But Julio Rey is eagerly preparing for the day when he and his friends can form a cannabis club to grow marijuana in the lot next to his home in this sleepy farming town 60 miles north of the capital, Montevideo.
“To be a grower, once this is up and running, will be something like being a sommelier,” said Rey, 38, who already has eight budding plants he lovingly tends in two specially lighted cabinets.
Under a bill approved by the lower house of the General Assembly and facing a Senate vote in weeks, Uruguayans will be able to grow up to six plants in their homes. Cooperatives of up to 45 members will be able to cultivate up to 99 plants for their own use.
Growers in places such as this rural town would also likely produce for the larger market, selling their harvest to the government. The drug would be supplied to pharmacies, the only retail outlets allowed to sell to individual buyers. Users will have to sign up in a federal registry, and it will be illegal to sell pot to children or foreigners.
“This proposal is in line with Uruguayan culture and the role the state has historically had in regulating social vice,” said Sebastián Sabini, a lawmaker who led the campaign for the bill. “We’re going to set prices, limit what is produced, prohibit advertising. It’s planned and controlled and regulated by the state, where there are private players but the state sets the rules.”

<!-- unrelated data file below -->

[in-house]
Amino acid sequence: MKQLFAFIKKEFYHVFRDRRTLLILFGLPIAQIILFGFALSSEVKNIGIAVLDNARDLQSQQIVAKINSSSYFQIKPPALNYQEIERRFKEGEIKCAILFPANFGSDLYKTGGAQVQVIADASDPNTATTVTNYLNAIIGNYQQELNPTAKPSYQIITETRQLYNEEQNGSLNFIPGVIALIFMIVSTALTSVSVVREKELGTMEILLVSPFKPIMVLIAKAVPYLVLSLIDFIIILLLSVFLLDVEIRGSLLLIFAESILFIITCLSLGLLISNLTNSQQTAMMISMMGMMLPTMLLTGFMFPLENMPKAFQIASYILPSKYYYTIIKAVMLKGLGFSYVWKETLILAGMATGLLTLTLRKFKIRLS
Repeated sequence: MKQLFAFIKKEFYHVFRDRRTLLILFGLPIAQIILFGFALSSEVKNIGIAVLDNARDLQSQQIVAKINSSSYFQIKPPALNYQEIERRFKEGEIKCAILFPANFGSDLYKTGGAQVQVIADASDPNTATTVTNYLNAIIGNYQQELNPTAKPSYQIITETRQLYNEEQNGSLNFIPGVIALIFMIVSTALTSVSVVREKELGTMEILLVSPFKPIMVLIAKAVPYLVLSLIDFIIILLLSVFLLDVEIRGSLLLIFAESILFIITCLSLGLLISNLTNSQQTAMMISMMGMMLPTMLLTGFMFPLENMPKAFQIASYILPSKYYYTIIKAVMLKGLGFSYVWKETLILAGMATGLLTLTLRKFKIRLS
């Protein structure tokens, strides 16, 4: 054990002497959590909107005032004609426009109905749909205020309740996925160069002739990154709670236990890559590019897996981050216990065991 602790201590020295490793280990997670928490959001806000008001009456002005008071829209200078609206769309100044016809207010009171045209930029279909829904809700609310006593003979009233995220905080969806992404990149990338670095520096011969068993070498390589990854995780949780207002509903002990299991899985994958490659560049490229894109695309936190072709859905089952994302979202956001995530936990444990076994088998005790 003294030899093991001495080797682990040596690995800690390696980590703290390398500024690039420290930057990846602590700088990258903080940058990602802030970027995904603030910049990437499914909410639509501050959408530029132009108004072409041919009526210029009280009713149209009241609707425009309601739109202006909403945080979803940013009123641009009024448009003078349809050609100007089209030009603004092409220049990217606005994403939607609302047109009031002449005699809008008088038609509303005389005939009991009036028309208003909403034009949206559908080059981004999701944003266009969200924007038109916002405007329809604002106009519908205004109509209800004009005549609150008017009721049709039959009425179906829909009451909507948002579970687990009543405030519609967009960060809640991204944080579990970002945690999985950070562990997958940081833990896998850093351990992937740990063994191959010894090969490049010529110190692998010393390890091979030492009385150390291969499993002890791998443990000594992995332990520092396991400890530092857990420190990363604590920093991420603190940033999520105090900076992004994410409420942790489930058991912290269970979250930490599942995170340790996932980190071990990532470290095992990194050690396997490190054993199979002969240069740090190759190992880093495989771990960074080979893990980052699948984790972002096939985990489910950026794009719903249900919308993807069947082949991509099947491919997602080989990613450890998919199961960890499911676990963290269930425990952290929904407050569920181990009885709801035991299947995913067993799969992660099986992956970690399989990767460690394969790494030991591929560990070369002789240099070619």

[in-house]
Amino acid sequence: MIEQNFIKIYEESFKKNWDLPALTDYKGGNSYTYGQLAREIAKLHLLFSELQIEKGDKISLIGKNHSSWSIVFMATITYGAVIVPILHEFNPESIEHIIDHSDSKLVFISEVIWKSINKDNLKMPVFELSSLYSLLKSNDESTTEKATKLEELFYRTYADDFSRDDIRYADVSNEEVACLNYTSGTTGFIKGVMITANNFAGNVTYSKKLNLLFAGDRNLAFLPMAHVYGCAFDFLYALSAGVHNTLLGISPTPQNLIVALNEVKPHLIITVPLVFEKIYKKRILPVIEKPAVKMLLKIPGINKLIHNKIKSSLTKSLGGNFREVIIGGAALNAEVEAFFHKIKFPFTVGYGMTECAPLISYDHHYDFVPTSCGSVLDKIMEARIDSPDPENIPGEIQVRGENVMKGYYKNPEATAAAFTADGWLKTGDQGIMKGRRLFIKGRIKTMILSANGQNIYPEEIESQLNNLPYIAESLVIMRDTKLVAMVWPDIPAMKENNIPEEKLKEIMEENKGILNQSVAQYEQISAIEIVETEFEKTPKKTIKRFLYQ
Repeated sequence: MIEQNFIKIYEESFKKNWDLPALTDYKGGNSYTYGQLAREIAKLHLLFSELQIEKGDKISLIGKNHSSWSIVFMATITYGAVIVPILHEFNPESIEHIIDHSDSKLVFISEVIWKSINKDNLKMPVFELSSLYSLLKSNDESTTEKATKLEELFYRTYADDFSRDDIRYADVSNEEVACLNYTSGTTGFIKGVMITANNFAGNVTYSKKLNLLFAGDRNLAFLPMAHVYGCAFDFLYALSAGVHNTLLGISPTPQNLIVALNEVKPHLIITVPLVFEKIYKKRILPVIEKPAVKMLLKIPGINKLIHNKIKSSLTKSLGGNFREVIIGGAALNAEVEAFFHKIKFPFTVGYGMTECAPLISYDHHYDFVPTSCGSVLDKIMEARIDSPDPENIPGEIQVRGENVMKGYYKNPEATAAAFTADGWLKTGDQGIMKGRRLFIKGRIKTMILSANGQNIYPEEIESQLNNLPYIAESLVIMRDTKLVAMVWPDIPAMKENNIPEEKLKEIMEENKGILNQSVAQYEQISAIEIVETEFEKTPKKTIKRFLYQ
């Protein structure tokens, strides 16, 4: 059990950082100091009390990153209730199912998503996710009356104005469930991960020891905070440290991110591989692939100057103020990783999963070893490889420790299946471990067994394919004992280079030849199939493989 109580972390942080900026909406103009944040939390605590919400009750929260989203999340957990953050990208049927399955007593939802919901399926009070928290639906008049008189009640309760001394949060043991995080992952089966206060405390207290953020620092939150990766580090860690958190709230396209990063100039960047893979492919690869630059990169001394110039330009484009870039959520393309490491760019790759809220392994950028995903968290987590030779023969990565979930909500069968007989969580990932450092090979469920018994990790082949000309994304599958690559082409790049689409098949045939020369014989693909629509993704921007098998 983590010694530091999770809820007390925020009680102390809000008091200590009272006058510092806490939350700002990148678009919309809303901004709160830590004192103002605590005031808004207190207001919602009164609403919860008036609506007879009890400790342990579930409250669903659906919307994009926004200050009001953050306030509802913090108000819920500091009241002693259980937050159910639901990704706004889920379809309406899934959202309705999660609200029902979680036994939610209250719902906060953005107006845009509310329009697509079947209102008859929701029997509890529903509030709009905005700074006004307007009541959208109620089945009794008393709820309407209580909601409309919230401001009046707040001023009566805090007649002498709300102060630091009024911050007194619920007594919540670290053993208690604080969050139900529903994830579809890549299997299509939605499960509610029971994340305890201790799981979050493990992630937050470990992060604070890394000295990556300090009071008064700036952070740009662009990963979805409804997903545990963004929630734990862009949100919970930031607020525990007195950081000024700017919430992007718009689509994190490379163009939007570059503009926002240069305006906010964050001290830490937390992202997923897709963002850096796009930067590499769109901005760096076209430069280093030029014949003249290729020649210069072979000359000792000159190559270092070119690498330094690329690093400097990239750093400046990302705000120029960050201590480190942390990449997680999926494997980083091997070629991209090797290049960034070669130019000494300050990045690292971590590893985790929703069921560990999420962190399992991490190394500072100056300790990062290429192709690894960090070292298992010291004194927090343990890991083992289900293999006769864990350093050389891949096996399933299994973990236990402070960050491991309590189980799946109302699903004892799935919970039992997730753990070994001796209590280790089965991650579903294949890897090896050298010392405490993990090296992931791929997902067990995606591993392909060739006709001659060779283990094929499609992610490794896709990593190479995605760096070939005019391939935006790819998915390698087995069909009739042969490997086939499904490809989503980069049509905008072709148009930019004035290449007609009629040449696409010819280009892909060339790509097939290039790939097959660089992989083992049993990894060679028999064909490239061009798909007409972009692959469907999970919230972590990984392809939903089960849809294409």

What the government of President José “Pepe” Mujica is advocating — which will surely become law because of his movement’s comfortable majority in the Senate — will make this country of just 3.4 million people a trailblazer. Under Mujica, a 78-year-old former guerrilla, Uruguay has adopted a raft of liberal policies on issues from same-sex marriage to abortion.
The Uruguay proposal is similar to the law in one U.S. state, Colorado, where users will soon be able to buy marijuana at licensed stores and grow a small amount at home. And the Netherlands long ago legalized consumption, with smokers enjoying joints in special cafes. But cultivation there is banned, and no other country has moved to make the production and mass distribution of marijuana legal.
Julio Calzada, director of the government’s National Drug Board, said the objective is to dismantle a black market that has been supplying Uruguay’s 25,000 habitual users with cheap marijuana smuggled in from Paraguay. Although this country is among the safest in the region, it has seen a slight spike in homicides and robberies that has generated a perception of insecurity among Uruguayans.